Discipline. It’s not really a fun word, is it? Does anyone actually enjoy discipline? I looked up the definition just to see if I could find anything redeeming about this very unhappy word:
dis·ci·pline [dis-uh-plin] verb
- To train by instruction and exercise; drill.
- To bring to a state of order and obedience by training and control.
- To punish or penalize in order to train and control; correct; chastise.
It seems like there are two kinds of discipline. There is the discipline of being committed to something, like training or dieting. Then there is the discipline that is punishment for breaking the rules. Neither of these really sound like a good time, right? Does anyone get excited about training, instruction, exercise, obedience, punishment or chastisement?
The Bible has a lot to say about both kinds of discipline, but the author of Hebrews address the issue discipline as punishment in a very practical way that helps us see the eternal value.
“And have you completely forgotten this word of encouragement that addresses you as a father addresses his son? It says,
‘My son, do not make light of the Lord’s discipline, and do not lose heart when He rebukes you because the Lord disciplines the one He loves, and He chastens everyone He accepts as his son.’
Endure hardship as discipline; God is treating you as his children. For what children are not disciplined by their father? If you are not disciplined – and everyone undergoes discipline – then you are not legitimate, not true sons and daughters at all. Moreover, we have all had human fathers who disciplined us and we respected them for it. How much more should we submit to the Father of spirits and live! They disciplined us for a little while as they thought best; but God disciplines us for our good, in order that we may share in His holiness. No discipline seems pleasant at the time, but painful. Later on, however, it produces a harvest of righteousness and peace for those who have been trained by it.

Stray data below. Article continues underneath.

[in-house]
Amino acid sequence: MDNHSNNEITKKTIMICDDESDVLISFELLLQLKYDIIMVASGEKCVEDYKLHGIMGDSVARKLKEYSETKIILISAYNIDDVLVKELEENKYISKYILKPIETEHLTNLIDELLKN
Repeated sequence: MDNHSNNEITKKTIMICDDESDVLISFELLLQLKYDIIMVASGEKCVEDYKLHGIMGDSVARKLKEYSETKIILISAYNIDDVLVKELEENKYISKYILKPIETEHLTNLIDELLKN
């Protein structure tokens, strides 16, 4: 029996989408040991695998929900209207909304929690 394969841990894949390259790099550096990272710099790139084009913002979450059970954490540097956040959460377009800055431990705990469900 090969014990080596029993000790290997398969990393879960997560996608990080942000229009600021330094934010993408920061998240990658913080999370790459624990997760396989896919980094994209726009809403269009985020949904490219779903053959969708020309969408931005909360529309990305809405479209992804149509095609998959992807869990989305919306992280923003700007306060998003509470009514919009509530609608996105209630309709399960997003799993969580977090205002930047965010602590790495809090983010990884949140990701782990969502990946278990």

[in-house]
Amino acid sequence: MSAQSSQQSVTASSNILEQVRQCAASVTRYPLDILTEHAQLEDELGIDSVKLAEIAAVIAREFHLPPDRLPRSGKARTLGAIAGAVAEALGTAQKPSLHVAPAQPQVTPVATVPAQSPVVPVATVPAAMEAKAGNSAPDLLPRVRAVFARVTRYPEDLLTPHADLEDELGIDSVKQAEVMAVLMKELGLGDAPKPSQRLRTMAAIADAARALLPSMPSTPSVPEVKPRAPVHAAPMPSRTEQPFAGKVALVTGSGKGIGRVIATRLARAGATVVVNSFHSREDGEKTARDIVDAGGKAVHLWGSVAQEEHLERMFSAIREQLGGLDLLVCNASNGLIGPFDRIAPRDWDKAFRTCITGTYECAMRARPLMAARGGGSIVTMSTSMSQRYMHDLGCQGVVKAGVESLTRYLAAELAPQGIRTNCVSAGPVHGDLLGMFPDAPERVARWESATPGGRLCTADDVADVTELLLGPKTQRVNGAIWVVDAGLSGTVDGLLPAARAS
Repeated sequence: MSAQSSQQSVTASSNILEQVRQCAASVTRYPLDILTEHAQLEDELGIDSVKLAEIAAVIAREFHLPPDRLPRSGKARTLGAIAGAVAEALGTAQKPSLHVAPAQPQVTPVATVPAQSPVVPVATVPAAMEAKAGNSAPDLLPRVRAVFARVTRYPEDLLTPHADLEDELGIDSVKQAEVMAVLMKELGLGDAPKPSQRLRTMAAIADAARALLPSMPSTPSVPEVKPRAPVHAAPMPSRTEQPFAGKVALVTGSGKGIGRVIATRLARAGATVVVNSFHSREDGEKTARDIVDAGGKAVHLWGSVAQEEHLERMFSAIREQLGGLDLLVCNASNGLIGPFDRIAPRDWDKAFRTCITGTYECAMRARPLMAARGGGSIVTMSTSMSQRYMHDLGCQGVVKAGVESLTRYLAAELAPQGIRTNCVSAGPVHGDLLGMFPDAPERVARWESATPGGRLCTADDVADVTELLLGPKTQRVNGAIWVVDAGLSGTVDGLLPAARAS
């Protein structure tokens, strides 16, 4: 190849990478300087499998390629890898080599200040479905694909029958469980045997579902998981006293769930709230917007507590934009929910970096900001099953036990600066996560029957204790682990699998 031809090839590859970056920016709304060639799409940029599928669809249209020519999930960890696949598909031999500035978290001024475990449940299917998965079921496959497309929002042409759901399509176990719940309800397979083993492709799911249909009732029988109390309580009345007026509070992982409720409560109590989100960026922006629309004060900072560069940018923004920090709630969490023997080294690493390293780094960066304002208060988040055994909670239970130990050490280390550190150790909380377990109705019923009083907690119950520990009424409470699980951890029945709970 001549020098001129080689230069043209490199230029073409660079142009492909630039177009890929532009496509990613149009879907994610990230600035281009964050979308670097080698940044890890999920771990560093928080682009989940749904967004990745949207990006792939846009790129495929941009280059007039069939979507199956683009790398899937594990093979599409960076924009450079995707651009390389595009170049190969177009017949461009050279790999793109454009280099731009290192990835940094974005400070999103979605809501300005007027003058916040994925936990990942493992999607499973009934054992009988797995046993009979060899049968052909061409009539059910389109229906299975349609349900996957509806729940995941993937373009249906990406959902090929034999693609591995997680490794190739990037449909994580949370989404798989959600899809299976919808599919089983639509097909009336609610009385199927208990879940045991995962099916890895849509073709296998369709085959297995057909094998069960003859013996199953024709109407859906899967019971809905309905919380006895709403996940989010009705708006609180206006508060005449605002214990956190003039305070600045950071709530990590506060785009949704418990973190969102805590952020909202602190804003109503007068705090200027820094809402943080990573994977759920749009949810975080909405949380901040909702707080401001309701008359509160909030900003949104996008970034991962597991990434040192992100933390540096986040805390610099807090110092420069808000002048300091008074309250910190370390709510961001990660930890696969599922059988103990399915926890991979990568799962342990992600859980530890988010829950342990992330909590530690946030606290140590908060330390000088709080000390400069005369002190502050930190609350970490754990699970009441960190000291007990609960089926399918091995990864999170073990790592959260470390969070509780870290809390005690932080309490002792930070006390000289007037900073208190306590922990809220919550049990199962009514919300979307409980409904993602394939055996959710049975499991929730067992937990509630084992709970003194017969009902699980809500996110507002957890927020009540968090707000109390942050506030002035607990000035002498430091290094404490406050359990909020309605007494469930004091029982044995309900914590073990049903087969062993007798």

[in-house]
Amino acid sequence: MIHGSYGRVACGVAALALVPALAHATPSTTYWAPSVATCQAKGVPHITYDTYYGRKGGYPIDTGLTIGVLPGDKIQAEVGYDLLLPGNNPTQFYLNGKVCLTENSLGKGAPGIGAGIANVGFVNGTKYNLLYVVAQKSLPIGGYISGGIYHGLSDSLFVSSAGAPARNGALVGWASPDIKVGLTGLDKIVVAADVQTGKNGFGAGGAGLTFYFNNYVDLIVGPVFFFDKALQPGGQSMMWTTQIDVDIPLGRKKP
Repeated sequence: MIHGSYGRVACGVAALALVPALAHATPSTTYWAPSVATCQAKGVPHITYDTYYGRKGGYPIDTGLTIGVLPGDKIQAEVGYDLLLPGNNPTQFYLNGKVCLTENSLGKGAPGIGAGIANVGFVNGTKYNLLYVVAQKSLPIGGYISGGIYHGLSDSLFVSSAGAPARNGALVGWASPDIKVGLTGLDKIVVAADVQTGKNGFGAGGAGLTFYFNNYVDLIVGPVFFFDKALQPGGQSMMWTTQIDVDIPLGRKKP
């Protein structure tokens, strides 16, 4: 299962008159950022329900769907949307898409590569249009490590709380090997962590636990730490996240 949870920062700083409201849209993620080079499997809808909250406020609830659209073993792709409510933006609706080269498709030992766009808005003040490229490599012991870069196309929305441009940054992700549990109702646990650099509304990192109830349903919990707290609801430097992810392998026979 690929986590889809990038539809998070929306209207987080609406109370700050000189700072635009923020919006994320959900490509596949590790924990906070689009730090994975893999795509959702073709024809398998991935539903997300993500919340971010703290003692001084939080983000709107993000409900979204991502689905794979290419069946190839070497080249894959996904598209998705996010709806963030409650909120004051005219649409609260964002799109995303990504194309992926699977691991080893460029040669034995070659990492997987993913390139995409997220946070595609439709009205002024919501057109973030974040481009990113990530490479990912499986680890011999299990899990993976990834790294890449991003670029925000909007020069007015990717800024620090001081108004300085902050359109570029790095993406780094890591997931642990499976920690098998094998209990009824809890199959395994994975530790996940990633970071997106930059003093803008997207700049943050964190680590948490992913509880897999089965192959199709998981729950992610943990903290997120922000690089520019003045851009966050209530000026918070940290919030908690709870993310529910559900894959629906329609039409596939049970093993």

Therefore, strengthen your feeble arms and weak knees. “Make level paths for your feet,” so that the lame may not be disabled, but rather healed.”
There are a few things here that stand out to me about the value of God’s discipline, and it actually encourages me to embrace it.
- God’s discipline is motivated by love. He doesn’t discipline us out of anger, like some of our earthly parents. Because of His perfect love, He wants to make us better rather than leave us stuck in our dysfunction. Sometimes this requires discipline.
- His discipline proves that we are His children. If we weren’t His children, He wouldn’t bother trying to help us. But since He has adopted us as His own, He takes the role of a parent, guiding and leading us into maturity.
- His discipline is not to pay us back, but to bring us back. God is not trying to “get even”. If He did that, it would destroy us. But God’s discipline is to bring us back to Himself, the source of abundant life.
- His discipline is for our good. The discipline of God produces amazing results in our lives: holiness and a harvest of righteousness and peace. Doesn’t that sound like something we should desire?
- Our response to His discipline will affect the lives of others. He says to strengthen ourselves and make level paths, “so that the lame may not be disabled, but rather healed.” Our positive response to God’s discipline can transform us in such a way that other people will experience His healing too!
There is so much more in scripture about the transforming power of discipline, but the most important thing to remember is that it is for our best and because of His love. I will leave you with one more passage, this time from Job, which I believe sums it all up.
“Blessed is the one whom God corrects; so do not despise the discipline of the Almighty.”
If you would like to read more of what the Bible has to say about the benefits of discipline (and the destructive result of ignoring it) simply click HERE.
A message from Pastor John Poitevent of the Road to Freedom program.